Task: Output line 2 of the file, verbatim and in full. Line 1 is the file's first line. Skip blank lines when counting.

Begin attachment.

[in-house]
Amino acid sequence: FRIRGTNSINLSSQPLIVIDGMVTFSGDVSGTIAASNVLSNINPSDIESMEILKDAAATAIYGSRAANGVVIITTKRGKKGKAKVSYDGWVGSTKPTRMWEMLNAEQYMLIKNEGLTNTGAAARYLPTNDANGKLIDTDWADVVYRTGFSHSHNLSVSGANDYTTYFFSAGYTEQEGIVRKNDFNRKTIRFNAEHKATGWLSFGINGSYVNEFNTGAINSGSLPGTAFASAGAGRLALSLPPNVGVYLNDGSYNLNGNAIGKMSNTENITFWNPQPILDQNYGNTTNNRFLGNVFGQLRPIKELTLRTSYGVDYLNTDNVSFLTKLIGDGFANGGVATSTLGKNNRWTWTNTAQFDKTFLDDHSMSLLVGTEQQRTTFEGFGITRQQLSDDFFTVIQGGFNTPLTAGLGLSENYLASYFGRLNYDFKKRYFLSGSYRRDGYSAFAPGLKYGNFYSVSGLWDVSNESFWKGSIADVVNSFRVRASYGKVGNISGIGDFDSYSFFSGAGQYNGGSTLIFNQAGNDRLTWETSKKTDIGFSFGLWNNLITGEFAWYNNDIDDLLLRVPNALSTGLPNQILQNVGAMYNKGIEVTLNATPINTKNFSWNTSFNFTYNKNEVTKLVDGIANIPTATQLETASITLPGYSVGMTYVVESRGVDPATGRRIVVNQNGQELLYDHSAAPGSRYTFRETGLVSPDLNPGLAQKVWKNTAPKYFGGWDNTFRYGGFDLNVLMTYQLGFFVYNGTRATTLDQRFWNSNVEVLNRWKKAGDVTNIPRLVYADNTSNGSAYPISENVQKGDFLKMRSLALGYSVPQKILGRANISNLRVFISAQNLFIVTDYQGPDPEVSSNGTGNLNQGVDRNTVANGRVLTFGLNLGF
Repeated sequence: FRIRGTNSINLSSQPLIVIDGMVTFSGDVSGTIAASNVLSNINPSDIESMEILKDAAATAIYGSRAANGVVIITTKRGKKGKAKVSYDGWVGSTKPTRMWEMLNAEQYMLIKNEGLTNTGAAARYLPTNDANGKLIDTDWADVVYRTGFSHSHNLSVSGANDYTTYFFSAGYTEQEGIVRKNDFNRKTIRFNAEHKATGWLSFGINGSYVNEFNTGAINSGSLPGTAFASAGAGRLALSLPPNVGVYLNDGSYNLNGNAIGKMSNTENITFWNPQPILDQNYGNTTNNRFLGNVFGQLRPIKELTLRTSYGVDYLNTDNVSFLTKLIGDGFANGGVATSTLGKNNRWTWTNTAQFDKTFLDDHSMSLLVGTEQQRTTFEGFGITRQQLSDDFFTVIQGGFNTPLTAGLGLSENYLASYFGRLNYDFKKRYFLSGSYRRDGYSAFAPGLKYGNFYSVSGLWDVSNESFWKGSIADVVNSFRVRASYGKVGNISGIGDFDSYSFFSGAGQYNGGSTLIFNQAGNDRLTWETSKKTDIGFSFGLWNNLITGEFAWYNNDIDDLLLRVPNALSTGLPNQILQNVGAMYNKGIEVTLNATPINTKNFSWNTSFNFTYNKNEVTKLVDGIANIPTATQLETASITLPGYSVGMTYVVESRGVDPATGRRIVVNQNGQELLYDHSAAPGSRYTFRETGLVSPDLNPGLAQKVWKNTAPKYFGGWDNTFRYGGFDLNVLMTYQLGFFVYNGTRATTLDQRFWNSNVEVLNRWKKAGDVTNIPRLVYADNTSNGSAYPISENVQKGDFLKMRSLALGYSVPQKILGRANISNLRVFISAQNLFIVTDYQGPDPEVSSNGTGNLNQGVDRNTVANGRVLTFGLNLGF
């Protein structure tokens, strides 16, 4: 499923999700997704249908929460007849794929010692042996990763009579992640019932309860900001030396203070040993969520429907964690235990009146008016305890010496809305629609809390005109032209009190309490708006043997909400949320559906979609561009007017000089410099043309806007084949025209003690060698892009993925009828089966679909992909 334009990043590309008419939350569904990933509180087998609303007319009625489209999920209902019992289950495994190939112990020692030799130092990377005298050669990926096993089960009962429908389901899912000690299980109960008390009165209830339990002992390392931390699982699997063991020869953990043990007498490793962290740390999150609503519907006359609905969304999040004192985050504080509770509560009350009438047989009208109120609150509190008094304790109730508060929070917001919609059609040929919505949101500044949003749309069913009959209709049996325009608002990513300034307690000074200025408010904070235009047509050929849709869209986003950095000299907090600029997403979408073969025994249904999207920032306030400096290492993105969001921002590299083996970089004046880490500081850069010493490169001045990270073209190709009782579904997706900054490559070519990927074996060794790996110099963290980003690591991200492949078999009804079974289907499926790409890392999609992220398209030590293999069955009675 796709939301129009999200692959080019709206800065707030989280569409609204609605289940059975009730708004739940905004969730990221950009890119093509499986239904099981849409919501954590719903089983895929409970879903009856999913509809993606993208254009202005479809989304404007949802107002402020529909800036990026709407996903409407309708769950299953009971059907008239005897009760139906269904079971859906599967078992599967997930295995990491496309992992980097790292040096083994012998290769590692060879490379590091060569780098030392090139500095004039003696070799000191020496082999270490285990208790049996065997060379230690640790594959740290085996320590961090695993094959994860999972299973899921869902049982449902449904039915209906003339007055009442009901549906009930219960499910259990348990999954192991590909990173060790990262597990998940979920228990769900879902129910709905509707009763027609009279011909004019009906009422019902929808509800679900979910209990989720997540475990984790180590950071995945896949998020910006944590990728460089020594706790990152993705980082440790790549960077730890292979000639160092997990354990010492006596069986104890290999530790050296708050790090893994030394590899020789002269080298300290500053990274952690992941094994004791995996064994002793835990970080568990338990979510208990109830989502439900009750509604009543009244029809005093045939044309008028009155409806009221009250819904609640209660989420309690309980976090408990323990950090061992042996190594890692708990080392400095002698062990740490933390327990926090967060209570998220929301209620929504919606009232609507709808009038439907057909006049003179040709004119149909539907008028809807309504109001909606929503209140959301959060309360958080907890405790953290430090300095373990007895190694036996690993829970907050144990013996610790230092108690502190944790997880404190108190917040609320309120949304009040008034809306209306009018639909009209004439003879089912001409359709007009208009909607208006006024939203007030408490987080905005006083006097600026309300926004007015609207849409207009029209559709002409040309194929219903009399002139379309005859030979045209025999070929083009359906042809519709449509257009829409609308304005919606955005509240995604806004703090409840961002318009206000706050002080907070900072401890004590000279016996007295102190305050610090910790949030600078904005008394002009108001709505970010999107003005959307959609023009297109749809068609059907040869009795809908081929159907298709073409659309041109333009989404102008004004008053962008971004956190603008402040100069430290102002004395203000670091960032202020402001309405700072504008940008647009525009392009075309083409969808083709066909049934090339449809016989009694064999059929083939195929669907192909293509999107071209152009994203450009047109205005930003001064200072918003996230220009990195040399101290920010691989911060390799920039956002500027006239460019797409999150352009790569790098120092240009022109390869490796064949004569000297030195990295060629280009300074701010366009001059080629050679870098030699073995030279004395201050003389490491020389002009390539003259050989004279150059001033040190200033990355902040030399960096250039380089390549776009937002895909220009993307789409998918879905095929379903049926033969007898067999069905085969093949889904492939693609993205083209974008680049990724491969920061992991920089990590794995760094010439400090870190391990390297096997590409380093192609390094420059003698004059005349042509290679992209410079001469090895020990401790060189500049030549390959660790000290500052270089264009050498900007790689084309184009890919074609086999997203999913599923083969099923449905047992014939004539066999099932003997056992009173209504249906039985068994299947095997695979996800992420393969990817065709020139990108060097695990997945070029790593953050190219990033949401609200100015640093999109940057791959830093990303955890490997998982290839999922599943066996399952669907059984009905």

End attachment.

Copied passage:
Amino acid sequence: FRIRGTNSINLSSQPLIVIDGMVTFSGDVSGTIAASNVLSNINPSDIESMEILKDAAATAIYGSRAANGVVIITTKRGKKGKAKVSYDGWVGSTKPTRMWEMLNAEQYMLIKNEGLTNTGAAARYLPTNDANGKLIDTDWADVVYRTGFSHSHNLSVSGANDYTTYFFSAGYTEQEGIVRKNDFNRKTIRFNAEHKATGWLSFGINGSYVNEFNTGAINSGSLPGTAFASAGAGRLALSLPPNVGVYLNDGSYNLNGNAIGKMSNTENITFWNPQPILDQNYGNTTNNRFLGNVFGQLRPIKELTLRTSYGVDYLNTDNVSFLTKLIGDGFANGGVATSTLGKNNRWTWTNTAQFDKTFLDDHSMSLLVGTEQQRTTFEGFGITRQQLSDDFFTVIQGGFNTPLTAGLGLSENYLASYFGRLNYDFKKRYFLSGSYRRDGYSAFAPGLKYGNFYSVSGLWDVSNESFWKGSIADVVNSFRVRASYGKVGNISGIGDFDSYSFFSGAGQYNGGSTLIFNQAGNDRLTWETSKKTDIGFSFGLWNNLITGEFAWYNNDIDDLLLRVPNALSTGLPNQILQNVGAMYNKGIEVTLNATPINTKNFSWNTSFNFTYNKNEVTKLVDGIANIPTATQLETASITLPGYSVGMTYVVESRGVDPATGRRIVVNQNGQELLYDHSAAPGSRYTFRETGLVSPDLNPGLAQKVWKNTAPKYFGGWDNTFRYGGFDLNVLMTYQLGFFVYNGTRATTLDQRFWNSNVEVLNRWKKAGDVTNIPRLVYADNTSNGSAYPISENVQKGDFLKMRSLALGYSVPQKILGRANISNLRVFISAQNLFIVTDYQGPDPEVSSNGTGNLNQGVDRNTVANGRVLTFGLNLGF